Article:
Taking the limit as \(\Delta t\) goes to zero results in:

    \[A_1 v_1=A_2 v_2 \label{34-3}\]

    This is the relation, between the velocities, that we have been looking for. It applies to any pair of positions in a pipe completely filled with an incompressible fluid. It can be written as


    which means that the product of the cross-sectional area of the pipe and the velocity of the fluid at that cross section is the same for every position along the fluid-filled pipe. To take advantage of this fact, one typically writes, in equation form, that the product \(Av\) at one location is equal tothe same product at another location. In other words, one writes equation \(\ref{34-3}\).

    Note that the expression \(Av\), the product of the cross-sectional area of the pipe, at a particular position, and the velocity of the fluid at that same position, having been derived by dividing an expression for the volume of fluid \(\Delta V\) that would flow past a given position of the pipe in time \(\Delta t\), by \(\Delta t\), and taking the limit as \(\Delta t\) goes to zero, is none other than the flow rate (the volume flow rate) discussed in the aside above.

    \[\mbox {Flow Rate}=Av\]

    Further note that if we multiply the flow rate by the density of the fluid, we get the mass flow rate.

    \[\dot{m}=\varrho Av\label{34-5}\]

    Fluid in Motion—Bernoulli’s Principle

    The derivation of Bernoulli’s Equation represents an elegant application of the Work-Energy Theorem. Here we discuss the conditions under which Bernoulli’s Equation applies and then simply state and discuss the result.

    Bernoulli’s Equation applies to a fluid flowing through a full pipe. The degree to which Bernoulli’s Equation is accurate depends on the degree to which the following conditions are met:

    1. The fluid must be experiencing steady state flow. This means that the flow rate at all positions in the pipe is not changing with time.
    2. The fluid must be experiencing streamline flow. Pick any point in the fluid. The infinitesimal fluid element at that point, at an instant in time, traveled along a certain path to arrive at that point in the fluid. In the case of streamline flow, every infinitesimal element of fluid that ever finds itself at that same point traveled the same path. (Streamline flow is the opposite of turbulent flow.)
    3. The fluid must be non-viscous. This means that the fluid has no tendency to “stick to” either the sides of the pipe or to itself. (Molasses has high viscosity. Alcohol has low viscosity.)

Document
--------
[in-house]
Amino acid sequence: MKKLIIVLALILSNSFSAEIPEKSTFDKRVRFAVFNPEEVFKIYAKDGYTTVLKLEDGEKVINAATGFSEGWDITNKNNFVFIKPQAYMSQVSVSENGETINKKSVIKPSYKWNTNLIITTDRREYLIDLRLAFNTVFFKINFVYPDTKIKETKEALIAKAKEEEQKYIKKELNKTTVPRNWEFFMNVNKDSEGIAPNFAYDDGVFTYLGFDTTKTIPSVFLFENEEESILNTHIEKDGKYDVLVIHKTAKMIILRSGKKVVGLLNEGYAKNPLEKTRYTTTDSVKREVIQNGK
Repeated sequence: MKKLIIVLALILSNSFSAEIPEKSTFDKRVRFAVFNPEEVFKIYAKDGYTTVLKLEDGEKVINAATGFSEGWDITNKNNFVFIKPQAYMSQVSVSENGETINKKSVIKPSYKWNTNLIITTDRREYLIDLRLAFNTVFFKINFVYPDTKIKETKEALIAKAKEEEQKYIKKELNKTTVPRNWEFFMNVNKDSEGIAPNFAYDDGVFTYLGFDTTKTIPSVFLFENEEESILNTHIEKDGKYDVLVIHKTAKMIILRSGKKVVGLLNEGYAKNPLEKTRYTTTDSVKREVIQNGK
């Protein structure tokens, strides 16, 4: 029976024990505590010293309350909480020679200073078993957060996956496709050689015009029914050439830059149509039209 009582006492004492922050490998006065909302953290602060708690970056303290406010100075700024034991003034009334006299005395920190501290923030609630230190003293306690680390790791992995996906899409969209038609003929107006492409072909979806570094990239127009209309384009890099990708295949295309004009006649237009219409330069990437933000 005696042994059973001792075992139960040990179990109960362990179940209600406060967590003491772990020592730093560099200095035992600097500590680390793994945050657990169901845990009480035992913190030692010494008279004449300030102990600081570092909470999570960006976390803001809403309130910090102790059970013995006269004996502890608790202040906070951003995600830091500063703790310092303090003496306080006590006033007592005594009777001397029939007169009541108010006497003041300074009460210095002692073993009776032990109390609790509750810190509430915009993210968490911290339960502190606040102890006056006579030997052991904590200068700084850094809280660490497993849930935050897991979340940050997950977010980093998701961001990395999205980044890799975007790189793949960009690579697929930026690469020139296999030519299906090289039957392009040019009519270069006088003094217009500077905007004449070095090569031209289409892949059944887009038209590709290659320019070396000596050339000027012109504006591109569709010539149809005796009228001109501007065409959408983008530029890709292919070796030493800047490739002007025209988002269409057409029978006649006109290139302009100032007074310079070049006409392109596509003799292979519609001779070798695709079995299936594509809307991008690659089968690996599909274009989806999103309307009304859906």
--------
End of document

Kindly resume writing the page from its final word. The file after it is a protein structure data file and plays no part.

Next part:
Consider a pipe full of a fluid that is flowing through the pipe. In the most general case, the cross-sectional area of the pipe is not the same at all positions along the pipe and different parts of the pipe are at different elevations relative to an arbitrary, but fixed, reference level.


    Pick any two positions along the pipe, e.g. positions 1 and 2 in the diagram above. (You already know that, in accord with the continuity principle, \(A_1v_1 =A_2v_2\).) Consider the following unnamed sum of terms:

    \[P+\frac{1}{2} \varrho \space v^2+\varrho gh\]

    where, at the position under consideration:

    • \(P\) is the pressure of the fluid,
    • \(\varrho\) (the Greek letter rho) is the density of the fluid,
    • \(v\) is the magnitude of the velocity of the fluid,
    • \(g=9.80 \frac{N}{kg}\) is the near-surface magnitude of the earth’s gravitational field, and
    • \(h\) is the elevation, relative to a fixed reference level, of the position in the pipe.

    The Bernoulli Principle states that this unnamed sum of terms has the same value at each and every position along the pipe. Bernoulli’s equation is typically written:

    \[P+\frac{1}{2} \varrho \space v^2+\varrho gh=\mbox{constant}\label{34-6}\]

    but to use it, you have to pick two positions along the pipe and write an equation stating that the value of the unnamed sum of terms is the same at one of the positions as it is at the other.

    \[P_1+\frac{1}{2} \varrho \space v_1^2+\varrho gh_1=P_2+\frac{1}{2} \varrho \space v_2^2+\varrho gh_2 \label{34-7}\]

    A particularly interesting characteristic of fluids is incorporated in this equation. Suppose positions 1 and 2 are at one and the same elevation as depicted in the following diagram:


    Then \(h_1 = h_2\) in equation \(\ref{34-7}\) and equation \(\ref{34-7}\) becomes:

    \[P_1+\frac{1}{2} \varrho \space v_1^2=P_2+\frac{1}{2} \varrho \space v_2^2\]

    Check it out. If \(v_2 > v_1\) then \(P_2\) must be less than \(P_1\) in order for the equality to hold. This equation is saying that, where the velocity of the fluid is high, the pressure is low.